The Australian Medical Association today called on the food industry to take more responsibility in curbing Australia’s obesity epidemic.
AMA President, Dr Rosanna Capolingua, said governments should take firm action to encourage the food industry to adopt measures to promote healthy eating.
Releasing the AMA Position Statement on Obesity, Dr Capolingua said obesity was a whole-of-society problem and that we all needed to take responsible action, especially those who play a key role in the food choices people make.
Dr Capolingua today called on supermarkets to responsibly display and place products to encourage healthy purchases by shoppers. “Supermarkets have a very important role to play in working towards a healthier nation,” she said.
“Supermarkets have a lot of influence over consumer purchases – price specials and promotions around lower sugar and lower fat foods would help consumers. Australians should not have to pay more at check out to live healthier lives.”
“As supermarkets have huge buying power, they have the ability to work with suppliers and manufacturers to deliver healthier food products to the public that are more attractive than unhealthy choices.”
The AMA also wants to see urban planning regulations ensure that new housing developments provide easy local access to retail outlets for fruit and vegetables.
“There is emerging evidence between how much fruit and vegetables people eat and how close they are to a grocery store or supermarket.
“Food manufacturers should also work towards portion-controlled packaging of energy-dense products and the gradual altering of existing products to reduce calorie density,” Dr Capolingua said.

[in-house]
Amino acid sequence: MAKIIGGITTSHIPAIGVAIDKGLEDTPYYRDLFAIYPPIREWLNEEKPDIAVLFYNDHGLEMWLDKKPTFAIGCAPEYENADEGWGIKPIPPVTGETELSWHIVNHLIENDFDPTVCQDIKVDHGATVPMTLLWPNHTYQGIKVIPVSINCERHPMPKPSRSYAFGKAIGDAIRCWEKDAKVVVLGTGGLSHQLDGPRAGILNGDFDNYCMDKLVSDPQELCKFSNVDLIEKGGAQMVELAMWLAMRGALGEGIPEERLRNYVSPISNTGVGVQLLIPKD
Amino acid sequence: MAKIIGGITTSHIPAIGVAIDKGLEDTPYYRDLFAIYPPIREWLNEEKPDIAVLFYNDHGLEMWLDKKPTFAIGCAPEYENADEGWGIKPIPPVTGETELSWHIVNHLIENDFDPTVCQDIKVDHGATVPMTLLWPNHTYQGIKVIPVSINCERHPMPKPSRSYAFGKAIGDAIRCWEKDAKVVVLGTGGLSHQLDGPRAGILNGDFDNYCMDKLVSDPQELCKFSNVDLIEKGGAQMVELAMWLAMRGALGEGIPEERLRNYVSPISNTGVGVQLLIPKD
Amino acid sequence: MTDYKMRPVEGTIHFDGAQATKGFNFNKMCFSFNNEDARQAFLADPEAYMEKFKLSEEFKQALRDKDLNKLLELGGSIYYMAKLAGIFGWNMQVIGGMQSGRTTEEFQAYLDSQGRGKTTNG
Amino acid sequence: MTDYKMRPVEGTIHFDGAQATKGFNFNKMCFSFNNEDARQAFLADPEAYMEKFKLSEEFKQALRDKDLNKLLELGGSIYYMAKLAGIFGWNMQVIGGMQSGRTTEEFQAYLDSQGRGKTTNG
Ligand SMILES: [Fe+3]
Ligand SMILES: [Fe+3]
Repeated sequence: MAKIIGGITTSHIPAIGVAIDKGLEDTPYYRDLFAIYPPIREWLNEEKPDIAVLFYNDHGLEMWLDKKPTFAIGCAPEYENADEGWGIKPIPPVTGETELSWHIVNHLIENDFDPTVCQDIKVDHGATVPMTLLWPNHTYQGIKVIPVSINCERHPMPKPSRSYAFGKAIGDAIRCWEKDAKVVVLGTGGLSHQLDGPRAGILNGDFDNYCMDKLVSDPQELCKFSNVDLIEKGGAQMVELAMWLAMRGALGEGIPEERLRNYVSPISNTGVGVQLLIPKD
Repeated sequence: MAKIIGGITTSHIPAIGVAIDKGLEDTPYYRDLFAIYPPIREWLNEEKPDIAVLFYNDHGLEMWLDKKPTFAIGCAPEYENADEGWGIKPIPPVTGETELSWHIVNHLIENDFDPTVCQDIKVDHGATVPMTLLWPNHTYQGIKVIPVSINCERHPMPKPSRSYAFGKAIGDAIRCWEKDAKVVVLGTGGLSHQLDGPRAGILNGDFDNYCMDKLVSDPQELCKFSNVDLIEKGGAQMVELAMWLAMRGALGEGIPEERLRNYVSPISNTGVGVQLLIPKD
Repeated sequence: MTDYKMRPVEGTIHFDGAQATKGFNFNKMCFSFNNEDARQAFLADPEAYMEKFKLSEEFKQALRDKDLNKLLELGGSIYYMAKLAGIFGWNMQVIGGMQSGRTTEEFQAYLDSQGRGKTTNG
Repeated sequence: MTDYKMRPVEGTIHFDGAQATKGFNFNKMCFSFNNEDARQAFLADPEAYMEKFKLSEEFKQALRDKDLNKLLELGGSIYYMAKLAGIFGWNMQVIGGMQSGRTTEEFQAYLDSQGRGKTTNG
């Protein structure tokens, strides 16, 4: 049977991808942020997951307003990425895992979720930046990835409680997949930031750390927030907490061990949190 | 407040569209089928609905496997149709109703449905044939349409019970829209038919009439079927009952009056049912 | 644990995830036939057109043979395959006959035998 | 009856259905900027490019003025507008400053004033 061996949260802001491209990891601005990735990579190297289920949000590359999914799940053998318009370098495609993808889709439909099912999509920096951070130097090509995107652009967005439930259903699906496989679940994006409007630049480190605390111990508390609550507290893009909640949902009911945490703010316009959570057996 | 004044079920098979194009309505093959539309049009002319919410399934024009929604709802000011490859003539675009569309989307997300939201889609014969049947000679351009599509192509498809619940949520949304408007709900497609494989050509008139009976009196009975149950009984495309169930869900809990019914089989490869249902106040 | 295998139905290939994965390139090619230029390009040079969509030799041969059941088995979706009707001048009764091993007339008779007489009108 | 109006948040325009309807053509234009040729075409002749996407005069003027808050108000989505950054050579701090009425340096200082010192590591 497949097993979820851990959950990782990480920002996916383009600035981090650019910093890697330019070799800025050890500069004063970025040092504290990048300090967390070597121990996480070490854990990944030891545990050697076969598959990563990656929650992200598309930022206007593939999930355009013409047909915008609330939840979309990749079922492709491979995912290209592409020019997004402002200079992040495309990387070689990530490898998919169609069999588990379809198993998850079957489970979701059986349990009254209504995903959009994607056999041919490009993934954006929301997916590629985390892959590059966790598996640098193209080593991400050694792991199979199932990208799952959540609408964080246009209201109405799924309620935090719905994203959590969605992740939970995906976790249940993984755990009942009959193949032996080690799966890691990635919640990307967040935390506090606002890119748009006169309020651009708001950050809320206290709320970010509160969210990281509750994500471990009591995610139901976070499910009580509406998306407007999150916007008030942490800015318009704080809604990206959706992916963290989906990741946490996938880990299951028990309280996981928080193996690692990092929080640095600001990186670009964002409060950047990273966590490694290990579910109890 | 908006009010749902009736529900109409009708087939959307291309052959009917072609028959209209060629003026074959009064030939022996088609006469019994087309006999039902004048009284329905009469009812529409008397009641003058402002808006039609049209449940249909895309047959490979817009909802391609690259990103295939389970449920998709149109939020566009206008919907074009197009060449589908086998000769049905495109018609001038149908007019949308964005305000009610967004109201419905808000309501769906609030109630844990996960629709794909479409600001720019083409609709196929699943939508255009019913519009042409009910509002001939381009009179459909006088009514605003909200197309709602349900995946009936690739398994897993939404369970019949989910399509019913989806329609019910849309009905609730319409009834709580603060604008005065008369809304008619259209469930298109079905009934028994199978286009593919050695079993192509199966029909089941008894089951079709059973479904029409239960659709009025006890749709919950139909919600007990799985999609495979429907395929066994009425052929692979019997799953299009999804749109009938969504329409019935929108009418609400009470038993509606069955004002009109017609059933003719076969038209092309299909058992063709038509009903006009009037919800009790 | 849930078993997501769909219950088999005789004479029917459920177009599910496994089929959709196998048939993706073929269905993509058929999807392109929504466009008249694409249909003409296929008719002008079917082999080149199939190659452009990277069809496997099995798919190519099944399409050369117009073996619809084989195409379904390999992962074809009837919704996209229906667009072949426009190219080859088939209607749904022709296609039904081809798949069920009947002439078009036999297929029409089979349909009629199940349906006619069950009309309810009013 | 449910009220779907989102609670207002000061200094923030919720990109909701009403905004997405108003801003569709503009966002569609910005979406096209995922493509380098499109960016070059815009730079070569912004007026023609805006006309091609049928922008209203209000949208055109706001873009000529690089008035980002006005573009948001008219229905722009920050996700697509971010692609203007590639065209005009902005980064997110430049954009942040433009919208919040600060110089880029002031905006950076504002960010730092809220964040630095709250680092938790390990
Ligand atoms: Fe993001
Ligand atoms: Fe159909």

Australian Health Ministers recently agreed to make obesity a National Health Priority Area and develop a National Obesity Strategy through the National Preventative Health Taskforce.
Dr Capolingua welcomed that announcement but noted that what we now need is serious and concerted action to deal with this problem which costs the nation over $20 billion each year.
“The AMA challenges the Federal Government to set firm goals and targets in preventing and reducing obesity, especially in our children. We know that the commitment is there, now we need to see the Government getting involved – to see implementation of initiatives that will have impact,” Dr Capolingua said.
The AMA’s Position Statement on Obesity also includes calls for:
- Higher taxes, and therefore higher prices, for junk food and sugary soft drinks with the allocation of the tax income quarantined for public health initiatives.
- Government subsidies on healthy foods such as fruit and vegetables to ensure price affordability, particularly in remote areas;
- A simple and uniform ‘front of pack’ system of nutritional labelling for package food such as the ‘traffic light’ system to assist and influence consumer choice towards healthy products; and
- The advertising of energy dense and nutrient poor food products to children completely prohibited.
The Facts About Obesity
In 2004/05, more than half of Australian adults were overweight or obese. (35% overweight, 18% obese) The proportion of obese adults doubled in the 15 years from 1989/90 to 2004/05.
There is a similar, particularly alarming, trend among children and adolescents. Almost a quarter of Australian children and adolescents are overweight, with approximately one in four of these being obese.
Obesity may run in families, with research showing children of obese parents are more than twice as likely to be obese themselves.
Obesity substantially contributes to preventable, non-communicable diseases, shortened life expectancy and impaired quality of life.
Obesity is a major risk factor for chronic conditions such as type 2 diabetes, heart disease, hypertension, stroke, musculoskeletal disorders and impaired psychosocial functioning.
Obesity is now challenging smoking as the major cause of preventable death in Australia. An estimated 9,500 deaths occur annually in Australia as a result of diseases and conditions attributable to excess weight.
In 2005, the costs to Australian health care of diseases resulting from excess weight were estimated to be $1.2 billion. Factoring in lost productivity, obesity cost Australian society and governments $21 billion in 2005.
Source: Australian Medical Association